During a recent Teagasc / Animal Health Ireland CalfCare webinar, the subject of calf jackets was discussed.
Vet and assistant professor in UCD school of veterinary medicine Catherine McAloon said that there can be a role for calf jackets, especially for young weak calves.
It is important to note that a calf jacket should never be put on a wet calf, as it will prevent the calf from drying.
Where a newborn calf is in need of extra heat, McAloon suggested that placing them under an infrared heat lamb or a hot-box is the best option.
While the ideal temperature in the calf-rearing shed is 15°C, this is highly unlikely during early spring when calving is at its peak.
For every degree below 15°C that the shed is, the calf will have to divert more energy from growth to maintaining a constant temperature.
This temperature differential can be overcome through good, draught-free housing and a deep, dry bed of straw for the calf to lie in.
Where a calf is suspected to be off form, a calf jacket can be a good aid in helping it to maintain its core temperature.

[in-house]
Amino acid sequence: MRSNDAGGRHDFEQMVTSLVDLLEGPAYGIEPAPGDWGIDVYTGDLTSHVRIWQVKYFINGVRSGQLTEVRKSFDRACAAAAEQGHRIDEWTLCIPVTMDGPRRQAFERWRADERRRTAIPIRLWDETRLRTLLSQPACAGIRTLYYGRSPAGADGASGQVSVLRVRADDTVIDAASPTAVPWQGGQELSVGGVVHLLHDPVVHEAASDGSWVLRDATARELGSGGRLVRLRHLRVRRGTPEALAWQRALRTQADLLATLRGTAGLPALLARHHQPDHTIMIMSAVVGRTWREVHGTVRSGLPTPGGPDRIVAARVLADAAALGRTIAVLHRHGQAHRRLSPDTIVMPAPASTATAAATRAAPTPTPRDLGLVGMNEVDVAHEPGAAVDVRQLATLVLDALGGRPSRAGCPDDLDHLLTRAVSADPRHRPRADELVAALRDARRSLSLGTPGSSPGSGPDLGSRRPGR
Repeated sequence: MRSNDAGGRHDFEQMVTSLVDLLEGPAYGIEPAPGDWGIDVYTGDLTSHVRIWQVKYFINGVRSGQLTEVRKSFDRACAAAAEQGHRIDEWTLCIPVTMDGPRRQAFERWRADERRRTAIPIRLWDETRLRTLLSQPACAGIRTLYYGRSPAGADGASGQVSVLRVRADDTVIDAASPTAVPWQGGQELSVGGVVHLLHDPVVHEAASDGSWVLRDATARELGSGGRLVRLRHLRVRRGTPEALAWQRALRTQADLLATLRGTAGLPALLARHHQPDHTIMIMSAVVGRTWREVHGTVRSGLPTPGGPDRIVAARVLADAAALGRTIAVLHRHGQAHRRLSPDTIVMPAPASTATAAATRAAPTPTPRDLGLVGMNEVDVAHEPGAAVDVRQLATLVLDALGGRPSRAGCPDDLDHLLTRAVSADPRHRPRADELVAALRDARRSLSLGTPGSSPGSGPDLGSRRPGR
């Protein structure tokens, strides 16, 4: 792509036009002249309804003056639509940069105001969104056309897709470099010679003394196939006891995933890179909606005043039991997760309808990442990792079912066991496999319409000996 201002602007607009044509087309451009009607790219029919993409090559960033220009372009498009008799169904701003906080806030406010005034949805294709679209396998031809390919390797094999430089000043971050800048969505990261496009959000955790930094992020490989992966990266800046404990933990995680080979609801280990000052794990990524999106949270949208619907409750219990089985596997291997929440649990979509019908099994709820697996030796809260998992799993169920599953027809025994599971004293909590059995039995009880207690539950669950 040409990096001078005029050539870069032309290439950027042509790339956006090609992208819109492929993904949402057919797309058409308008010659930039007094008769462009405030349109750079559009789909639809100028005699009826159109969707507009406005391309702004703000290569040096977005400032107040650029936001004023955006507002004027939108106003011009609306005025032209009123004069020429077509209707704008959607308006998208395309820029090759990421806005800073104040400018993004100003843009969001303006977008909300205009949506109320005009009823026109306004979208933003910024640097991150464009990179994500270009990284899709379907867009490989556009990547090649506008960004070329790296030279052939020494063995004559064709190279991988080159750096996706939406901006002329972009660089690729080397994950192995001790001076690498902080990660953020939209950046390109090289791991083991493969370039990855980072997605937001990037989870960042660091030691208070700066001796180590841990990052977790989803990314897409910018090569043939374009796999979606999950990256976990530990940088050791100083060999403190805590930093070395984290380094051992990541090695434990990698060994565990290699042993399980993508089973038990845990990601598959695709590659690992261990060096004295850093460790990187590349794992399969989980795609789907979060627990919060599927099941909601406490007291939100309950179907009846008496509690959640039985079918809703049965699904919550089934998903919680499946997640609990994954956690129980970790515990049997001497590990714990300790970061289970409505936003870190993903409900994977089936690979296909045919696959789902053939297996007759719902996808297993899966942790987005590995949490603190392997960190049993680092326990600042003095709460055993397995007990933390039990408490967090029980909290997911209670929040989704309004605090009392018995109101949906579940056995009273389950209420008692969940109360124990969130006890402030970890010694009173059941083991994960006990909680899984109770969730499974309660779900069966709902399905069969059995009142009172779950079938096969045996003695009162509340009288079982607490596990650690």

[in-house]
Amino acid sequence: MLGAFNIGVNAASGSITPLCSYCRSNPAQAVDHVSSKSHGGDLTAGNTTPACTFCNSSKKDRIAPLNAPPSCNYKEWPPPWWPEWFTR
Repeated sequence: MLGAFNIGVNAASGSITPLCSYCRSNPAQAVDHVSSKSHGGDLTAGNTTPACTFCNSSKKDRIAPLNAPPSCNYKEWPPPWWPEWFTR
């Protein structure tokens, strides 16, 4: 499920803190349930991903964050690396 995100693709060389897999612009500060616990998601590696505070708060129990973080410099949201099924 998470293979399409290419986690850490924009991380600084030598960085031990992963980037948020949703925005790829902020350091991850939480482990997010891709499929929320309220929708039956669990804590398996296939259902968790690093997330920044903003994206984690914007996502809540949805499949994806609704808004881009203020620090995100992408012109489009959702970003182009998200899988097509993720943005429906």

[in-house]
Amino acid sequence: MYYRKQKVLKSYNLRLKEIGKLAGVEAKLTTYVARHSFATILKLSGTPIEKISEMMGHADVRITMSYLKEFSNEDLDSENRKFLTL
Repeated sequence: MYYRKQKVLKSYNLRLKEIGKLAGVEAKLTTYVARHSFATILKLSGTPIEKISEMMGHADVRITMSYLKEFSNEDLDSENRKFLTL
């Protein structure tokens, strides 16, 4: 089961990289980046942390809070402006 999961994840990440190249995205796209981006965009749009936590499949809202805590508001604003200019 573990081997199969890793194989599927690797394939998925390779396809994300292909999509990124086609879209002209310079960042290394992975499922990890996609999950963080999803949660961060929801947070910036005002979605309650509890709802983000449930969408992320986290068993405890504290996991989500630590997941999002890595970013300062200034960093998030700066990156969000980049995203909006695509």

McAloon suggested that where jackets are used, calves should be fit to have them removed by three to four weeks of age when they are better able to regulate their own temperature.
Remember to adjust the calf jacket a number of times over the duration of the wear, as the calf will grow considerably over the first three weeks of life.
While most calves on calf-to-beef farms are not moving until the calf is between two and three weeks of age, there is probably less need for calf jackets to be used.
However, having a couple in reserve for sick calves may be a good idea, especially during a cold spell of weather.
Jackets should be cleaned between each use, so make sure the type you purchase is washable.
The last thing you want to do is put a dirty jacket on a sick calf whose immune system is already challenged.
Read more in this week’s Irish Farmers Journal in our 12-page calf focus.